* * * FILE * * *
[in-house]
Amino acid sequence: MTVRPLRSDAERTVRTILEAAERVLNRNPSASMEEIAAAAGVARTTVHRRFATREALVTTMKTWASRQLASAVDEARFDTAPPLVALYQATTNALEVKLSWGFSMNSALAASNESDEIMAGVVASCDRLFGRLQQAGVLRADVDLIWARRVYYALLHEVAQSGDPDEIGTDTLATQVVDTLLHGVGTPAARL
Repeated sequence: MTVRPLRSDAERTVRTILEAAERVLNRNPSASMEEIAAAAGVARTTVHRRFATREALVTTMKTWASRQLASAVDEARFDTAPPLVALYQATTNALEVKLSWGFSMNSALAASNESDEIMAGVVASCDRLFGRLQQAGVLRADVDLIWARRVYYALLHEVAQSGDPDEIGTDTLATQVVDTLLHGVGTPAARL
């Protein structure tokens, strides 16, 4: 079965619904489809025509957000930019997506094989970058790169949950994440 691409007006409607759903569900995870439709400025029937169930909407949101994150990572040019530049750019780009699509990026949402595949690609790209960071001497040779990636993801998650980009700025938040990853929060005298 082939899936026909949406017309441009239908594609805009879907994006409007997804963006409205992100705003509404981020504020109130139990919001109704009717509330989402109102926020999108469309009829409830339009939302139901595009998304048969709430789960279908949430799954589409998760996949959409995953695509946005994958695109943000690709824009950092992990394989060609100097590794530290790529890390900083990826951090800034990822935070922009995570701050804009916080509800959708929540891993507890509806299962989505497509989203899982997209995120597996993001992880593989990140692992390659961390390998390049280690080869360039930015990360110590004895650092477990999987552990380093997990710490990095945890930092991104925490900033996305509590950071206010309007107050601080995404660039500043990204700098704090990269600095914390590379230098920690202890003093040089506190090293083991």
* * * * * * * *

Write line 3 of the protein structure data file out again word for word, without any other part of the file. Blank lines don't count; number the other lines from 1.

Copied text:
Repeated sequence: MTVRPLRSDAERTVRTILEAAERVLNRNPSASMEEIAAAAGVARTTVHRRFATREALVTTMKTWASRQLASAVDEARFDTAPPLVALYQATTNALEVKLSWGFSMNSALAASNESDEIMAGVVASCDRLFGRLQQAGVLRADVDLIWARRVYYALLHEVAQSGDPDEIGTDTLATQVVDTLLHGVGTPAARL